# Adjustments: Now What?

### George Dell

Owner of Valuemetrics at Valuemetrics
George Dell is the owner of Valuemetrics and author of the Analogue Blog. He is a graduate of San Diego State University with extensive post-graduate work in Economics, Statistics, Mathematics, Finance, and Information Systems, Certificate level work in Environmental Management and Geographic Information Systems (GIS). George has earned the MAI, SRA, and ASA designations.

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So, what are these methods and techniques?

We’re told to “support” our adjustments. We hear words like “prove” your adjustments… as if there were some magic formula which can give an exact, correct, and absolutely true number.

It used to be so easy… Our trainer gave us a sheet with the “right” adjustments. Simple.

USPAP Standards Rule 1-1 says we must be aware of, understand, and correctly employ recognized methods and techniques. What are they? Who recognizes them? How do I apply them?

So, what are these methods and techniques? Let’s look.

In The Appraisal of Real Estate (ARE) p.46, it says: “Qualitative analysis techniques may also be applied for elements of comparison for which quantitative adjustments cannot be developed.” So, it seems the very first reference in the ARE says some adjustments cannot be quantitatively developed!

The next reference (ARE) p.91 says, “…with supportable adjustments to recent comparable data providing the most credible evidence of market value.”  So now we read that making adjustments which are “supportable” is enough (but there is no need to actually support or calculate or estimate or reckon or imagine such a number – should be enough to be “credible” (worthy of belief). “I could support it if I really wanted to!”

Then on page 275, “Statistical Analysis in Appraisal”, says:

Statistical techniques like regression analysis have become accepted tools in the application of the approaches to value. In fact, the application of regression analysis to comparable sales data is a natural and obvious extension of the traditional analysis of differences in the sale prices of comparable properties in the adjustment process. A simple linear regression model can be used to estimate the influence of a particular characteristic with significant statistical reliability when an adequate supply of data is available.”

On page 377, The Sales Comparison Approach, it states clearly that an adjustment can be determined!

“Similarly, in applying the sales comparison approach appraisers often analyze conclusions derived in the other approaches to determine the adjustments to be made to the sale prices of comparable properties.”

On page 388, it says “Appraisers analyze market data using mathematical applications to derive quantitative adjustments.”

On pages 398-404, it tells us how to adjust. Here are the methods explained:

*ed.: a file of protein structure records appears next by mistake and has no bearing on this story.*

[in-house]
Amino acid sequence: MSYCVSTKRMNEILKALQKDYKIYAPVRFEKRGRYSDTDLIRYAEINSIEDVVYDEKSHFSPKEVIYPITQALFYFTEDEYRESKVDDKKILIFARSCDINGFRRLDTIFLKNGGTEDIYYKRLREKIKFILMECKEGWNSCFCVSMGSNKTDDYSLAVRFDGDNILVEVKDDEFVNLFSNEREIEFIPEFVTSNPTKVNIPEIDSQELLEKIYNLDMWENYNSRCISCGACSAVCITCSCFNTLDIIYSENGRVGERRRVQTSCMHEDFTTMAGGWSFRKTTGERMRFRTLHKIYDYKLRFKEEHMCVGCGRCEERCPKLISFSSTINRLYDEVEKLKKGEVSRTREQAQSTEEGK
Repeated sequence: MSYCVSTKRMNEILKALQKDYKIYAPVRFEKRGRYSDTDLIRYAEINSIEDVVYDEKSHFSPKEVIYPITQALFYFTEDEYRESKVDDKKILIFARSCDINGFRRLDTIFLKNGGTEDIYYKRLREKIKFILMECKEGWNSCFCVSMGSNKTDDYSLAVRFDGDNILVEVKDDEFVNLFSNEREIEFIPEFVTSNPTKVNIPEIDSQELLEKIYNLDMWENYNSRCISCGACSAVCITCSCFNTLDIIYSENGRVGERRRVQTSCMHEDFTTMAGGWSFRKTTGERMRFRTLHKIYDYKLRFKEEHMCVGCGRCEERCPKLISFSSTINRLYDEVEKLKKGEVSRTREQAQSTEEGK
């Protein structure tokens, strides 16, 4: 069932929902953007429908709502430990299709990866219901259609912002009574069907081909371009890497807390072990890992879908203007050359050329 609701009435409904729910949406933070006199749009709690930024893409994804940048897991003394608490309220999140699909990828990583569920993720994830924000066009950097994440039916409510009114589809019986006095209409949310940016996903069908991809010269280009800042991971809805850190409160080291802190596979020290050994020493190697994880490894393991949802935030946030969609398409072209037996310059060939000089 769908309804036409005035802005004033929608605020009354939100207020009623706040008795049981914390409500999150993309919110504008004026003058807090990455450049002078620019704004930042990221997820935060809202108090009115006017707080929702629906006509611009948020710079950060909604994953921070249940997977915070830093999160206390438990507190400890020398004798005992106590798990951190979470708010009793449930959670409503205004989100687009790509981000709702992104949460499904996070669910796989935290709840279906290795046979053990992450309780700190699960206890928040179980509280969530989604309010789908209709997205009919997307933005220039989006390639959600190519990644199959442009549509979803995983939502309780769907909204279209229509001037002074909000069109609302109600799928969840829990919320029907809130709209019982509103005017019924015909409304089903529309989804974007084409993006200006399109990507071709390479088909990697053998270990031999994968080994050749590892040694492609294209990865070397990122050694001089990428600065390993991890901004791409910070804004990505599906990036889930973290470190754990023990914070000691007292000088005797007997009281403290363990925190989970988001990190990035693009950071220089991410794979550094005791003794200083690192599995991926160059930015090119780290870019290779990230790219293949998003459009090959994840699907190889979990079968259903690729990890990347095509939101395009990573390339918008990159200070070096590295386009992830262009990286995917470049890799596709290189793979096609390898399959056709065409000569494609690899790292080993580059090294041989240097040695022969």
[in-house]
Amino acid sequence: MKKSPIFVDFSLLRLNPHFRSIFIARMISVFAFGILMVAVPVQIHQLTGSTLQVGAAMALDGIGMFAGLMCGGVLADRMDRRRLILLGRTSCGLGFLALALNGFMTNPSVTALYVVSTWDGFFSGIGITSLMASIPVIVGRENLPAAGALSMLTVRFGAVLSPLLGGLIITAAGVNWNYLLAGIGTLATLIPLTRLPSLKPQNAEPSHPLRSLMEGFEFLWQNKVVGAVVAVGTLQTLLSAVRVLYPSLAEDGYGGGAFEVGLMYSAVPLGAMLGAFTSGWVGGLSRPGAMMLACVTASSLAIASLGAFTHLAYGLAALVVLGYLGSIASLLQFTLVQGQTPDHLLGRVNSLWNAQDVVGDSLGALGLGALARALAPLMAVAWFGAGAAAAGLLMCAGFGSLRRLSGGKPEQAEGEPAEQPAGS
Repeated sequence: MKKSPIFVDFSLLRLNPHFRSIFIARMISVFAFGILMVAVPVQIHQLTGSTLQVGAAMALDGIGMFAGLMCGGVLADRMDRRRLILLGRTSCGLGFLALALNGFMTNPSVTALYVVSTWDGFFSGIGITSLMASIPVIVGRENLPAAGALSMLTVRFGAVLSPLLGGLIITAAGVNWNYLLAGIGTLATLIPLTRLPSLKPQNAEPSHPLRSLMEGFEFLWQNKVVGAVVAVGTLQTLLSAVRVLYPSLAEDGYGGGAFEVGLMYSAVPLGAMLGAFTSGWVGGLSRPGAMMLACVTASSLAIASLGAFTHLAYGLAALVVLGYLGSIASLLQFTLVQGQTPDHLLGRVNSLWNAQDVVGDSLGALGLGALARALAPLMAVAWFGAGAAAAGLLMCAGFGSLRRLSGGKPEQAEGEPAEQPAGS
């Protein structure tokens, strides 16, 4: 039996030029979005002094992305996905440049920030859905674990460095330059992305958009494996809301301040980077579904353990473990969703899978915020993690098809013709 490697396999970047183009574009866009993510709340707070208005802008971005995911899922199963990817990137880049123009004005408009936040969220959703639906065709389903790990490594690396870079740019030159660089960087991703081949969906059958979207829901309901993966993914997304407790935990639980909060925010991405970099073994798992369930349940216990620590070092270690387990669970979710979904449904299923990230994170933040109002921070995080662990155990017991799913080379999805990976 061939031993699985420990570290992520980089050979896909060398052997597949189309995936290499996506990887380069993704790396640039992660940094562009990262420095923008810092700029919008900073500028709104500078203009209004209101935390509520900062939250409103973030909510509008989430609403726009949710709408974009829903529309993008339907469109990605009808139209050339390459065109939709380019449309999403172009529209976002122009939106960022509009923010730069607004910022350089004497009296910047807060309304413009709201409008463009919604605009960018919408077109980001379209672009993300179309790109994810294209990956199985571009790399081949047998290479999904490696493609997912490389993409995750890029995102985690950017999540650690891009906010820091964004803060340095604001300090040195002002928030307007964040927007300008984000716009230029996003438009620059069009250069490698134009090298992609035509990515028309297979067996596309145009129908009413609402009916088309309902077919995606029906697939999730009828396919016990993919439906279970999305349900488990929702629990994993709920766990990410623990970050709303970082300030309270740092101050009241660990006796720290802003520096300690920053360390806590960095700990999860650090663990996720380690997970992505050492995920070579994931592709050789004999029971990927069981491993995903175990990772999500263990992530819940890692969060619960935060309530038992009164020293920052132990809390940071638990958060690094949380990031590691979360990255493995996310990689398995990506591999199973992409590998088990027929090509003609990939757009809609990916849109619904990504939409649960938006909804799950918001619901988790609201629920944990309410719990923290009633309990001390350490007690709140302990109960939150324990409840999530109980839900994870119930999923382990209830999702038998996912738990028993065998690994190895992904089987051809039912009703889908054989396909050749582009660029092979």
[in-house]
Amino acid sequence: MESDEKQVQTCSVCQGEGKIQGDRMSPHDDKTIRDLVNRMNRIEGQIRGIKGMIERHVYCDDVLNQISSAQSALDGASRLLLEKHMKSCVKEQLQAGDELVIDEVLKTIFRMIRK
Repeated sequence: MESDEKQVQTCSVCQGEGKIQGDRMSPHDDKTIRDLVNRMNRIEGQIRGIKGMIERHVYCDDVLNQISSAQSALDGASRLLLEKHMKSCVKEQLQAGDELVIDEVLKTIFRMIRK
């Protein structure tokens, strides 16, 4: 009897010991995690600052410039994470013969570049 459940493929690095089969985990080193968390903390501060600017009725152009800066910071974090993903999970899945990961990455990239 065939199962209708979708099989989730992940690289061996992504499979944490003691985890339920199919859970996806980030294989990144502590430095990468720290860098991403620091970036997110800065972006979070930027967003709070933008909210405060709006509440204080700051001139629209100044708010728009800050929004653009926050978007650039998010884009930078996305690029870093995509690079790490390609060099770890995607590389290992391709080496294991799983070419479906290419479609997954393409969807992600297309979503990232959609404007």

• Paired data: Compare two properties/transactions which are exactly the same except for the one feature.
• Grouped data: Compare comparable sales grouped by an “independent variable”. (It examples a time adjustment using date of sale – which exhibits the same “data discarding” issue as has been found in the GSEs residential form 1004mc, which give wrong results or in the wrong direction.)
• Secondary data: “This technique makes use of data that does not directly pertain to the subject or comparable properties.”
• Statistical: “An appraiser can develop a series of adjustment factors to control for different tract sizes by creating a simple linear regression model and then use the results of the regression analysis as a means of inferring the size adjustment for properties within the range of the data. If a reasonable pattern emerges, the model can be applied to a group of sales with differing land sizes to test its accuracy, although the process might also demonstrate that the indicated adjustments are incorrect.”
• Scenario: “Scenario analysis is a form of modeling in which the conditions created by future events are forecast to test the probability or correlation of alternative outcomes.” Got it.
• Graphic: “Use grouped data to illustrate variations in the elements of comparison.”
• Cost Related: “In cost analysis, adjustments are based on cost indicators such as depreciated building cost, cost to cure, or permit fees.”
• Capitalize income differences: “when the income loss incurred by a comparable property reflects a specific deficiency in the property”. (This presumes identical in all other respects.)
• Qualitative: “recognizes the inefficiencies of real estate markets and the difficulty of expressing adjustments with mathematical precision.” (Does this imply that quantitative methods are mathematically precise?)
• Trend: “In the context of statistical theory, trend analysis is often defined as analysis of a time series. In the context of sales comparison, the term simply refers to the use of statistical techniques to make comparisons of variables other than time.”
• Ranking: “The comparable sales are ranked according to overall comparability or by some other element of comparison so that the relative position of each comparable sale to the subject property is clear. Specific value trends can thereby be established for elements of comparison that are market-sensitive, and those that show no discernible or reasonable trends will be discarded.”

There you have it. Hopefully this clears it all up.

Or …